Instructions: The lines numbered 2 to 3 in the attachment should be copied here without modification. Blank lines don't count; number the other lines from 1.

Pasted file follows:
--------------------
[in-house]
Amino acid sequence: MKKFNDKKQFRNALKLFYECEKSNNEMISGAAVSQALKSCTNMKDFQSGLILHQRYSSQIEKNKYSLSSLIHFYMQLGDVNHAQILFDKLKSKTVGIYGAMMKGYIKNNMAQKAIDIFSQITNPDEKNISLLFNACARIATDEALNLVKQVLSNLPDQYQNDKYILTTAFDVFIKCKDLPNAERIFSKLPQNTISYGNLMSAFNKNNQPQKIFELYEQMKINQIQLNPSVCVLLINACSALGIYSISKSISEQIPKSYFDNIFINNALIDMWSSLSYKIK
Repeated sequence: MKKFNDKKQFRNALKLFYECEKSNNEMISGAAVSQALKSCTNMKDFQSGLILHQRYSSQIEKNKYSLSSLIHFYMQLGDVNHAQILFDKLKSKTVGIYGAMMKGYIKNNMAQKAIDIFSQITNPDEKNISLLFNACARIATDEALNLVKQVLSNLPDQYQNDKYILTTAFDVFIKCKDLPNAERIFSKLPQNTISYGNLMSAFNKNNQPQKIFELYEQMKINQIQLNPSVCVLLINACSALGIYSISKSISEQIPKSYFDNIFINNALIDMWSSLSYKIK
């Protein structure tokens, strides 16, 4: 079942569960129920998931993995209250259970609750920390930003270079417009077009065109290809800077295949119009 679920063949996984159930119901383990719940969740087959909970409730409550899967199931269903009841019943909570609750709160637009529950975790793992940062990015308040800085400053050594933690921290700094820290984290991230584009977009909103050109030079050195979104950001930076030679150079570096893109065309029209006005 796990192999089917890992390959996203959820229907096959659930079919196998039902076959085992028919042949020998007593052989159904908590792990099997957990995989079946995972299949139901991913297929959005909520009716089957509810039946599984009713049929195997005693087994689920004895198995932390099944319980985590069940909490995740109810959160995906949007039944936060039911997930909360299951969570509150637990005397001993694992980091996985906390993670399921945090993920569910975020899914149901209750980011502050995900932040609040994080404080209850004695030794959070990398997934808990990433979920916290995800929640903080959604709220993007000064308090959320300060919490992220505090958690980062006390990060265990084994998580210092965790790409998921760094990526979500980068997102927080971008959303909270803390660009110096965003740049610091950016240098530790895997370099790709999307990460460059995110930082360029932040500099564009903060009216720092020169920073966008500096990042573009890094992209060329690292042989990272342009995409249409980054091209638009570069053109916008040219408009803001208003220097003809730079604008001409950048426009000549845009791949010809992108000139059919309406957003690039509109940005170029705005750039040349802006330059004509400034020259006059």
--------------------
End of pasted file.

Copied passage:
Amino acid sequence: MKKFNDKKQFRNALKLFYECEKSNNEMISGAAVSQALKSCTNMKDFQSGLILHQRYSSQIEKNKYSLSSLIHFYMQLGDVNHAQILFDKLKSKTVGIYGAMMKGYIKNNMAQKAIDIFSQITNPDEKNISLLFNACARIATDEALNLVKQVLSNLPDQYQNDKYILTTAFDVFIKCKDLPNAERIFSKLPQNTISYGNLMSAFNKNNQPQKIFELYEQMKINQIQLNPSVCVLLINACSALGIYSISKSISEQIPKSYFDNIFINNALIDMWSSLSYKIK
Repeated sequence: MKKFNDKKQFRNALKLFYECEKSNNEMISGAAVSQALKSCTNMKDFQSGLILHQRYSSQIEKNKYSLSSLIHFYMQLGDVNHAQILFDKLKSKTVGIYGAMMKGYIKNNMAQKAIDIFSQITNPDEKNISLLFNACARIATDEALNLVKQVLSNLPDQYQNDKYILTTAFDVFIKCKDLPNAERIFSKLPQNTISYGNLMSAFNKNNQPQKIFELYEQMKINQIQLNPSVCVLLINACSALGIYSISKSISEQIPKSYFDNIFINNALIDMWSSLSYKIK